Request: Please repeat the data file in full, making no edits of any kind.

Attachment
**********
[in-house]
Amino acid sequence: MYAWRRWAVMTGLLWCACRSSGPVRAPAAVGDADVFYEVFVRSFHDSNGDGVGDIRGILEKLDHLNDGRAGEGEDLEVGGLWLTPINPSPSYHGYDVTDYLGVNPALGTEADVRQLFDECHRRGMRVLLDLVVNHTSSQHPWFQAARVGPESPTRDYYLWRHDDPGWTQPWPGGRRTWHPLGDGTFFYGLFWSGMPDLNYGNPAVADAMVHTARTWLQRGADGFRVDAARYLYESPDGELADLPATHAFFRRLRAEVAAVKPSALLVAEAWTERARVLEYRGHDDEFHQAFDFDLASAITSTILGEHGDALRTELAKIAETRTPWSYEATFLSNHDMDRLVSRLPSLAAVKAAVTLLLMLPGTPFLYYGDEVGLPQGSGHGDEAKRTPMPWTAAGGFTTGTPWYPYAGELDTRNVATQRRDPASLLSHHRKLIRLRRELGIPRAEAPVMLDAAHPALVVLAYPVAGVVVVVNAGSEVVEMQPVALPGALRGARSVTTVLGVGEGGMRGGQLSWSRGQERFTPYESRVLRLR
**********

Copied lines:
[in-house]
Amino acid sequence: MYAWRRWAVMTGLLWCACRSSGPVRAPAAVGDADVFYEVFVRSFHDSNGDGVGDIRGILEKLDHLNDGRAGEGEDLEVGGLWLTPINPSPSYHGYDVTDYLGVNPALGTEADVRQLFDECHRRGMRVLLDLVVNHTSSQHPWFQAARVGPESPTRDYYLWRHDDPGWTQPWPGGRRTWHPLGDGTFFYGLFWSGMPDLNYGNPAVADAMVHTARTWLQRGADGFRVDAARYLYESPDGELADLPATHAFFRRLRAEVAAVKPSALLVAEAWTERARVLEYRGHDDEFHQAFDFDLASAITSTILGEHGDALRTELAKIAETRTPWSYEATFLSNHDMDRLVSRLPSLAAVKAAVTLLLMLPGTPFLYYGDEVGLPQGSGHGDEAKRTPMPWTAAGGFTTGTPWYPYAGELDTRNVATQRRDPASLLSHHRKLIRLRRELGIPRAEAPVMLDAAHPALVVLAYPVAGVVVVVNAGSEVVEMQPVALPGALRGARSVTTVLGVGEGGMRGGQLSWSRGQERFTPYESRVLRLR